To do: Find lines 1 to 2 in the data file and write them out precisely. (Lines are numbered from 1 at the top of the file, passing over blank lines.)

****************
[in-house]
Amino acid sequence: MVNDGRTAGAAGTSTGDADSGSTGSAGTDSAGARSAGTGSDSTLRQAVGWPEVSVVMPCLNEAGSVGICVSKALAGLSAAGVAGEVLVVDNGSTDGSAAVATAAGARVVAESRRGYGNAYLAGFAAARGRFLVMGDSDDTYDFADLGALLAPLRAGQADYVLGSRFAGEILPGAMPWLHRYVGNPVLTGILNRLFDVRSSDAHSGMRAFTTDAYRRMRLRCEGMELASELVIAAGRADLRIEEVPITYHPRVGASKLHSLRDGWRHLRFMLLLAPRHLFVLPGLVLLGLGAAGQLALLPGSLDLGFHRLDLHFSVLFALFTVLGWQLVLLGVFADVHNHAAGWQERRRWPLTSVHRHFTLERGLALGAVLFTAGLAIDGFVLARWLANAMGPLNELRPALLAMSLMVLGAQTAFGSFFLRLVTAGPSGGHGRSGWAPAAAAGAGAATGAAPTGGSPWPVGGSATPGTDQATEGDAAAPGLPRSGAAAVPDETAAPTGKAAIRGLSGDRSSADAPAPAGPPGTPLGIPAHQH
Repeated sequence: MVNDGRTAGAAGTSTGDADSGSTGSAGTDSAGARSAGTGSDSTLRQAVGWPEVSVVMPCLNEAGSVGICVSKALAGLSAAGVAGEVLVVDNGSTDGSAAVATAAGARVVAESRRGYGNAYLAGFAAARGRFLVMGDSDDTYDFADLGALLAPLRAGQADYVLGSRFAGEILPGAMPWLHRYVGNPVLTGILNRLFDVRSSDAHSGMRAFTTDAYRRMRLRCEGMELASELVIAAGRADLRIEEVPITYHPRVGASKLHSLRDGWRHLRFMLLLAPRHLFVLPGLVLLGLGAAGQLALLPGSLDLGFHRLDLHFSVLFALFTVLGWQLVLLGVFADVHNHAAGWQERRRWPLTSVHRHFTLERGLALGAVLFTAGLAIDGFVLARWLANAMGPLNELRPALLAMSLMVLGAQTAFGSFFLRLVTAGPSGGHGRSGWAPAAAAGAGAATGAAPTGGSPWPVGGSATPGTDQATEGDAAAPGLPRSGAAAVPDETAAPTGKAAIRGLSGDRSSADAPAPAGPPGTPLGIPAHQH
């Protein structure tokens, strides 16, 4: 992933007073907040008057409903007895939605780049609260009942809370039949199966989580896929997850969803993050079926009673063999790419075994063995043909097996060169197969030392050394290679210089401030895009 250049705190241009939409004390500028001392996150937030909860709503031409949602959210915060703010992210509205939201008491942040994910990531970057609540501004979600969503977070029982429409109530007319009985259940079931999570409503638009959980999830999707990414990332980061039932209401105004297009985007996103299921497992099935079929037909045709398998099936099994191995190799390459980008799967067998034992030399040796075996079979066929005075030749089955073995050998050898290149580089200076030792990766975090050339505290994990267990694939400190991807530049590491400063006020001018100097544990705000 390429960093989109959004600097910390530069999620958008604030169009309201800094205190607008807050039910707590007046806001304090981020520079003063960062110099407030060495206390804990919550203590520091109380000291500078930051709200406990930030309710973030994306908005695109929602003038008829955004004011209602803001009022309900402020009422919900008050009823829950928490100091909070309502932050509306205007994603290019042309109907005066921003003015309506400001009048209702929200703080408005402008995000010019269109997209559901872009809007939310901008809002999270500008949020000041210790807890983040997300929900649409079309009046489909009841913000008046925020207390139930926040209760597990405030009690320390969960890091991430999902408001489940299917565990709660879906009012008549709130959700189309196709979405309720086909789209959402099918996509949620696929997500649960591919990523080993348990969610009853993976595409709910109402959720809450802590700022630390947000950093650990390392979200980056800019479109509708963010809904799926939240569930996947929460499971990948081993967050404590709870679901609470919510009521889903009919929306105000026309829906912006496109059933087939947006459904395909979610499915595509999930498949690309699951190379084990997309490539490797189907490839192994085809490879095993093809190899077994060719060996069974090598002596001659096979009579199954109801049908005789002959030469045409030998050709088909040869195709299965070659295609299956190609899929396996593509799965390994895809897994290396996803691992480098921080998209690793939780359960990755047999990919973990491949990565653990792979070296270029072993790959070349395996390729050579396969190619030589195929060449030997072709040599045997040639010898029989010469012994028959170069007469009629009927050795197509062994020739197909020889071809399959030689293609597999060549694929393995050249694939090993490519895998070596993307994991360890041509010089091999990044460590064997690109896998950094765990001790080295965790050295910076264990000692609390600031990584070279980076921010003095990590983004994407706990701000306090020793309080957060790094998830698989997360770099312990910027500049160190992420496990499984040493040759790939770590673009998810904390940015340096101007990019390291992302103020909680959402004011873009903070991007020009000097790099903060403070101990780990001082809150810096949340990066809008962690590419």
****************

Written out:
[in-house]
Amino acid sequence: MVNDGRTAGAAGTSTGDADSGSTGSAGTDSAGARSAGTGSDSTLRQAVGWPEVSVVMPCLNEAGSVGICVSKALAGLSAAGVAGEVLVVDNGSTDGSAAVATAAGARVVAESRRGYGNAYLAGFAAARGRFLVMGDSDDTYDFADLGALLAPLRAGQADYVLGSRFAGEILPGAMPWLHRYVGNPVLTGILNRLFDVRSSDAHSGMRAFTTDAYRRMRLRCEGMELASELVIAAGRADLRIEEVPITYHPRVGASKLHSLRDGWRHLRFMLLLAPRHLFVLPGLVLLGLGAAGQLALLPGSLDLGFHRLDLHFSVLFALFTVLGWQLVLLGVFADVHNHAAGWQERRRWPLTSVHRHFTLERGLALGAVLFTAGLAIDGFVLARWLANAMGPLNELRPALLAMSLMVLGAQTAFGSFFLRLVTAGPSGGHGRSGWAPAAAAGAGAATGAAPTGGSPWPVGGSATPGTDQATEGDAAAPGLPRSGAAAVPDETAAPTGKAAIRGLSGDRSSADAPAPAGPPGTPLGIPAHQH